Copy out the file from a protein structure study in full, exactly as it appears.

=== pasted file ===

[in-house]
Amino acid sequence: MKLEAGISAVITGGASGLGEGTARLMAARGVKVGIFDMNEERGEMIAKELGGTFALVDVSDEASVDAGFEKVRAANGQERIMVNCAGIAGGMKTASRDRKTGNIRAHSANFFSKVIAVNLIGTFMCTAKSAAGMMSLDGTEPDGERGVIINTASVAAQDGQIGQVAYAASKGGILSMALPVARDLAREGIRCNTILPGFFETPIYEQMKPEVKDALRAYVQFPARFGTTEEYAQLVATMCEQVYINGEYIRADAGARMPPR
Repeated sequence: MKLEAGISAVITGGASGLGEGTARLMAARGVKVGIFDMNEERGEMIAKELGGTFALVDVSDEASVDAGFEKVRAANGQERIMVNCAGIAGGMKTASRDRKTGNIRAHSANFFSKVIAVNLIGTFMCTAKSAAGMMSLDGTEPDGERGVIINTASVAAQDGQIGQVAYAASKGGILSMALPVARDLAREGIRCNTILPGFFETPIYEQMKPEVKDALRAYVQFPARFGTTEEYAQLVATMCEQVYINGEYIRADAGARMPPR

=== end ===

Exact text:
[in-house]
Amino acid sequence: MKLEAGISAVITGGASGLGEGTARLMAARGVKVGIFDMNEERGEMIAKELGGTFALVDVSDEASVDAGFEKVRAANGQERIMVNCAGIAGGMKTASRDRKTGNIRAHSANFFSKVIAVNLIGTFMCTAKSAAGMMSLDGTEPDGERGVIINTASVAAQDGQIGQVAYAASKGGILSMALPVARDLAREGIRCNTILPGFFETPIYEQMKPEVKDALRAYVQFPARFGTTEEYAQLVATMCEQVYINGEYIRADAGARMPPR
Repeated sequence: MKLEAGISAVITGGASGLGEGTARLMAARGVKVGIFDMNEERGEMIAKELGGTFALVDVSDEASVDAGFEKVRAANGQERIMVNCAGIAGGMKTASRDRKTGNIRAHSANFFSKVIAVNLIGTFMCTAKSAAGMMSLDGTEPDGERGVIINTASVAAQDGQIGQVAYAASKGGILSMALPVARDLAREGIRCNTILPGFFETPIYEQMKPEVKDALRAYVQFPARFGTTEEYAQLVATMCEQVYINGEYIRADAGARMPPR